This is another Lojong slogan that points to how easy, entertaining, and totally distracting it can be to notice and to dwell on what is wrong with everybody else instead of working to see the best in them. This habit of fault-finding is part of a larger pattern of insecurity in which we feel the need to compare ourselves to others before we can value ourselves. If we love living in a rural setting, we criticize people who love living in a big city; if we exercise diligently, we feel superior to those who don’t. It is as though we can convince ourselves that we are okay only by comparing ourselves to people who are less OK.
There is an old blues song with the line, “Before you ’cuss me, take a look at yerself.” In Zen mind training, one of the focuses is to take a really good look at the self. Dogen, a thirteenth century Zen master, taught that to study Buddhism is to study the self. But he didn’t quit there. He went on to say that to study the self is to forget the self and that when we forget the self, we become one with everything. This means that when we criticize others, we are criticizing ourselves; when we see virtue in others, we know it in ourselves. When there is one finger pointing, there are three looking back.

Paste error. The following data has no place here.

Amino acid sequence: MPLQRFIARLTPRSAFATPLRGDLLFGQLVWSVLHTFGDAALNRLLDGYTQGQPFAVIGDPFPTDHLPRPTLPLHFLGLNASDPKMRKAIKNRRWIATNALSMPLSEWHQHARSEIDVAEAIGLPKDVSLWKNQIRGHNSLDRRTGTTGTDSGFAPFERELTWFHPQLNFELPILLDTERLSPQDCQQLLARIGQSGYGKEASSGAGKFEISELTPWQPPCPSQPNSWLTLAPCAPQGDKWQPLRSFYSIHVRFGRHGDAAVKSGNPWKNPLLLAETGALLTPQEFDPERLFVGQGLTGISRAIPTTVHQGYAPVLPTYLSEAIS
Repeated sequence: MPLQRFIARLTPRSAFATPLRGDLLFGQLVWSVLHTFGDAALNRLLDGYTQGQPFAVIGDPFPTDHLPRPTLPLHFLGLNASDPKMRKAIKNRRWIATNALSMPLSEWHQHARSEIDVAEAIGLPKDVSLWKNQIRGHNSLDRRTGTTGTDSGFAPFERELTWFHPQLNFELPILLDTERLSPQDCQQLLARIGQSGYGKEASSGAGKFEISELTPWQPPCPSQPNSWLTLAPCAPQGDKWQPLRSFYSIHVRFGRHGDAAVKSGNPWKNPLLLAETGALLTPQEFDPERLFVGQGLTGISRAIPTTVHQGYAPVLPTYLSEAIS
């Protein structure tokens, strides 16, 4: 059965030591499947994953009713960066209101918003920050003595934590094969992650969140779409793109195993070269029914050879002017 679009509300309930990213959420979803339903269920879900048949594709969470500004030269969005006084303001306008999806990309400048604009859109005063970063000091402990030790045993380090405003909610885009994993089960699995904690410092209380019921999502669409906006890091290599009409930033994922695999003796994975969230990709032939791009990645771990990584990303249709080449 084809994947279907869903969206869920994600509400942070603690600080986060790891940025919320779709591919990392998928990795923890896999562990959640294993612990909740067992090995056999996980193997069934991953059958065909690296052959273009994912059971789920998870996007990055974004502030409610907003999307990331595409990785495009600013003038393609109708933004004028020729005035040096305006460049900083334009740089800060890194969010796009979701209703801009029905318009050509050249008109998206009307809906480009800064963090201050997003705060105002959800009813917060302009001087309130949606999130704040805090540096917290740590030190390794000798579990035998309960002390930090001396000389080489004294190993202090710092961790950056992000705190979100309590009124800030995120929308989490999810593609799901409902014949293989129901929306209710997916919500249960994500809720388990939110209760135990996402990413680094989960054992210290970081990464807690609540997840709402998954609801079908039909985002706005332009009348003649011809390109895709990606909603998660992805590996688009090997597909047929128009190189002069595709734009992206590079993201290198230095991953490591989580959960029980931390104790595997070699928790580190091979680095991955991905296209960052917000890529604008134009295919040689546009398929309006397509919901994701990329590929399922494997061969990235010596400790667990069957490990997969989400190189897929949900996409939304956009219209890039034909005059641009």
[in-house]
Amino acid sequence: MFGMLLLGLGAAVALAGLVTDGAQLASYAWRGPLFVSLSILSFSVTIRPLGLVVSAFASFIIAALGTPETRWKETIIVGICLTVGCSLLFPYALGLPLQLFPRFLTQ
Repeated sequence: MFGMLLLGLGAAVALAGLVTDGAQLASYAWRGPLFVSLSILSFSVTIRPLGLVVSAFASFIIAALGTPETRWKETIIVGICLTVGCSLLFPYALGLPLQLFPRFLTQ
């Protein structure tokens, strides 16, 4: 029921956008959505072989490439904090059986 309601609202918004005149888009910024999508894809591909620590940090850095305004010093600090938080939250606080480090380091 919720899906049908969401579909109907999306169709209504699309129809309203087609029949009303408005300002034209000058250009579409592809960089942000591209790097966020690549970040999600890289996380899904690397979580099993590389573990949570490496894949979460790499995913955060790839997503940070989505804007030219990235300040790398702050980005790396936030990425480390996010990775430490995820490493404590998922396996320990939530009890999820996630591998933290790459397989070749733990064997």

Every path for personal development extols the value of self-examination. Psychotherapists and counselors make millions of dollars helping people to examine their own nature. But the point of self-examination is not to dwell on our faults — or for that matter, our virtues. It is to see self and others in a clear and unbiased way without adding a layer of criticism or admiration.
The point of this slogan is the importance of trusting ourselves without comparing ourselves to others. It is to loosen the grip on the human tendency to be so fascinated with what is wrong with everybody else that we are unable to see what is right and good about them. One definition of an enlightened person is that they see Buddha nature wherever they look. Instead of covering up our own faults by highlighting the faults of others, Zen teaches us to do the exact opposite.
Strangely, when we are not afraid to uncover our own flaws without comparing ourselves to others, we experience great relief because we no longer have to convince ourselves of anything, and we have nothing to hide from self or others. Practicing this slogan improves relationships because we no longer have the ulterior motive of using what we see to prop up our feelings of superiority and virtue.
Suggested practice: As you encounter others in the next two weeks, pay attention to what comes up in your mind. Pay particular attention to the qualities of comparison mind and fault-finding mind. What is the difference between simply seeing a flaw and dwelling on it to prop yourself up?
This column is a long series of short essays exploring the meaning of the Lojong Slogans. It is inspired by the work of Judy Lief.
Kuya Minogue is the resident teacher at Creston’s ZenWords Zen Centre. For more information, she can be reached at 250-428-3390.